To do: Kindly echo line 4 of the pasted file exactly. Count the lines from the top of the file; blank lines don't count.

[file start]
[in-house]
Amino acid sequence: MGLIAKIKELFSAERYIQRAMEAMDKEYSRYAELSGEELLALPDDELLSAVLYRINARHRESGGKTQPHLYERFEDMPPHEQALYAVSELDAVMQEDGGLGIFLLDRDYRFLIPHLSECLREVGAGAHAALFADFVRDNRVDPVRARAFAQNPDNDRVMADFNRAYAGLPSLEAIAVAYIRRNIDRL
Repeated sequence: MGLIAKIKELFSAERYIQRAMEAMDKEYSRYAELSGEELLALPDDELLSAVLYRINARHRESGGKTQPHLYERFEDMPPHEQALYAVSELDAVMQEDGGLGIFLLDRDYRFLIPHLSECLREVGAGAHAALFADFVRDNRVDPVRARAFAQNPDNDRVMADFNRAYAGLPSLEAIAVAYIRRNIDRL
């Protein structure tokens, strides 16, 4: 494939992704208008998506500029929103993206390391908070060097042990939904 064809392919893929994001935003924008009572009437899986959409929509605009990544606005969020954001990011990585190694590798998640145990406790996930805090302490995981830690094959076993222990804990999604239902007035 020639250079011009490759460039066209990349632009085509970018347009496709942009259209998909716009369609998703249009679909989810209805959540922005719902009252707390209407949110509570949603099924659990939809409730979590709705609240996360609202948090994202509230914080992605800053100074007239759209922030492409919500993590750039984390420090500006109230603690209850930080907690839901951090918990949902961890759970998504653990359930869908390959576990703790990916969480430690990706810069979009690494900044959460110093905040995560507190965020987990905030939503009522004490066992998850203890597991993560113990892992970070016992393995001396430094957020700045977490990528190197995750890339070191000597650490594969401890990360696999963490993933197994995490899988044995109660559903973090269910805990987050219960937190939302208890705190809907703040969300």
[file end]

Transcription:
């Protein structure tokens, strides 16, 4: 494939992704208008998506500029929103993206390391908070060097042990939904 064809392919893929994001935003924008009572009437899986959409929509605009990544606005969020954001990011990585190694590798998640145990406790996930805090302490995981830690094959076993222990804990999604239902007035 020639250079011009490759460039066209990349632009085509970018347009496709942009259209998909716009369609998703249009679909989810209805959540922005719902009252707390209407949110509570949603099924659990939809409730979590709705609240996360609202948090994202509230914080992605800053100074007239759209922030492409919500993590750039984390420090500006109230603690209850930080907690839901951090918990949902961890759970998504653990359930869908390959576990703790990916969480430690990706810069979009690494900044959460110093905040995560507190965020987990905030939503009522004490066992998850203890597991993560113990892992970070016992393995001396430094957020700045977490990528190197995750890339070191000597650490594969401890990360696999963490993933197994995490899988044995109660559903973090269910805990987050219960937190939302208890705190809907703040969300």